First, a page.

"Ψάχνει το βιβλίο του."
Translation:He looks for his book.
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I am getting frustrated with this form example. Have I been away from Greece too long? I have never heard anything expressed in this fashion.
I have never Heard anything other then "Ψάχνει ΓΙΑ το βιβλίο του. "
"Ψάχνει το βιβλίο του. " To me means "he is searching his book".
Is this in newer more colloquial way of speaking nowadays? I was a University student in Athens in the 1970s. Maybe I am just getting toο old?
The full sentence should be [Αυτός ψάχνει/Ψάχνει] για το βιβλίο του, but in the colloquial language nowadays many speakers (most of them young) omit it and this change is accepted as neologism by many scholars.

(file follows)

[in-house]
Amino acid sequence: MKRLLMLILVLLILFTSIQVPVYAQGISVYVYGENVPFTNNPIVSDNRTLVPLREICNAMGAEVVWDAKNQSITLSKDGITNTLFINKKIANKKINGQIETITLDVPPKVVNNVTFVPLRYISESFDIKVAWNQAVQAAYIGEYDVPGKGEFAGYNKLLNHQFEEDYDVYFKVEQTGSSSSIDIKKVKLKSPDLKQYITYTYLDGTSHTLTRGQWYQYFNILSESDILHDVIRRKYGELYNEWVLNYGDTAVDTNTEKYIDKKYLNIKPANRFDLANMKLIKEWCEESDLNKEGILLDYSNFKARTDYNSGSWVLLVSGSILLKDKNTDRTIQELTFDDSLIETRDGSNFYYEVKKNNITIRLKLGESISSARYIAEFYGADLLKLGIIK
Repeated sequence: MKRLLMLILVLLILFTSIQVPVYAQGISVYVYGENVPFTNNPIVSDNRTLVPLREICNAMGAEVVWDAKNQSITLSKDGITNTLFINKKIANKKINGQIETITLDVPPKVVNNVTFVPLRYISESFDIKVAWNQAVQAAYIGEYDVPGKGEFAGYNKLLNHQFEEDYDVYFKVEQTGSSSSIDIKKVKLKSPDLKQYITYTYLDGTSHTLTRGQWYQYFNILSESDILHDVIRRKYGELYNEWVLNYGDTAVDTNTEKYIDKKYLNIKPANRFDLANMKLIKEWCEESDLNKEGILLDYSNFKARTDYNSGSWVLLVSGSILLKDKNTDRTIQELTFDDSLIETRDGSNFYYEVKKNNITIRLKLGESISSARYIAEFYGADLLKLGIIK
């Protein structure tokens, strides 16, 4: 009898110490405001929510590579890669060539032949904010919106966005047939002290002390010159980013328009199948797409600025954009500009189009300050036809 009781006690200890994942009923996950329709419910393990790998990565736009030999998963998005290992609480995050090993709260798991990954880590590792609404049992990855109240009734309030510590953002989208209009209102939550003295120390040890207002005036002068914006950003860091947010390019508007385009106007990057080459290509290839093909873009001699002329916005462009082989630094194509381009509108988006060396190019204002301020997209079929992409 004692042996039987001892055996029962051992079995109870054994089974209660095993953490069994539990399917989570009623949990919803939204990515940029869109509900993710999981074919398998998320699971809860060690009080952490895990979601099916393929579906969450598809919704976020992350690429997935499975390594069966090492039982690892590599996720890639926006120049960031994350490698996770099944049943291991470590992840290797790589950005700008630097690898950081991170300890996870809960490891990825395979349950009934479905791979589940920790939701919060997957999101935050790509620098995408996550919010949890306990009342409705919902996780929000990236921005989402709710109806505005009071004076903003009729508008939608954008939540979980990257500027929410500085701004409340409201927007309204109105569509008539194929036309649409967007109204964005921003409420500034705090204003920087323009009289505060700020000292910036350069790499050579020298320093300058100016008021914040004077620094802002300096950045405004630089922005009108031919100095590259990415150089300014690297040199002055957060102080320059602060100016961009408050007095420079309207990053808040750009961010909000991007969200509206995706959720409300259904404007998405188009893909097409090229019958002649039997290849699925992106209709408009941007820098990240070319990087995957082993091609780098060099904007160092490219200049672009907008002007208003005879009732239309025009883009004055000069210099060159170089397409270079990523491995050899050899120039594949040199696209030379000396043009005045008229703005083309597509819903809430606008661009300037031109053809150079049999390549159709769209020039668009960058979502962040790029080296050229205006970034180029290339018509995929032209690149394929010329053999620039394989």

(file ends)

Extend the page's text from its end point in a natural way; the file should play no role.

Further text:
I edited the sentence and both will be considered correct ;)
Me Athens now.
Well I guess the world is changing everywhere. To my elderly ears that sounds like the Frankenstein monster speaking Greek. On the other hand the one thing in all cultures that never changes is that everything always changes. We go with the flow or stop learning.
ok, I get "he seeks/looks for/ searches for his book." But I was marked wrong for "he seeks his book" and given a "correct" answer of "he searches his book" which in English means looking inside the book for an answer or a bookmark or something. From the discussion below I can see that both may work in recent Greek but the two are still separate in English. So which should I learn?
I am not sure if my comment is going to reach the right people. What I am trying to express is that packing a lesson with so many new verbs doesn't make it digestable. Of course, for people like the author of the comment at the top who regularly visits Greece, this might be appropriate. However if the goal is to widen the circle of people who will get ready to visit Greece, a more thorough approach with more example sentences on each verb could be desired.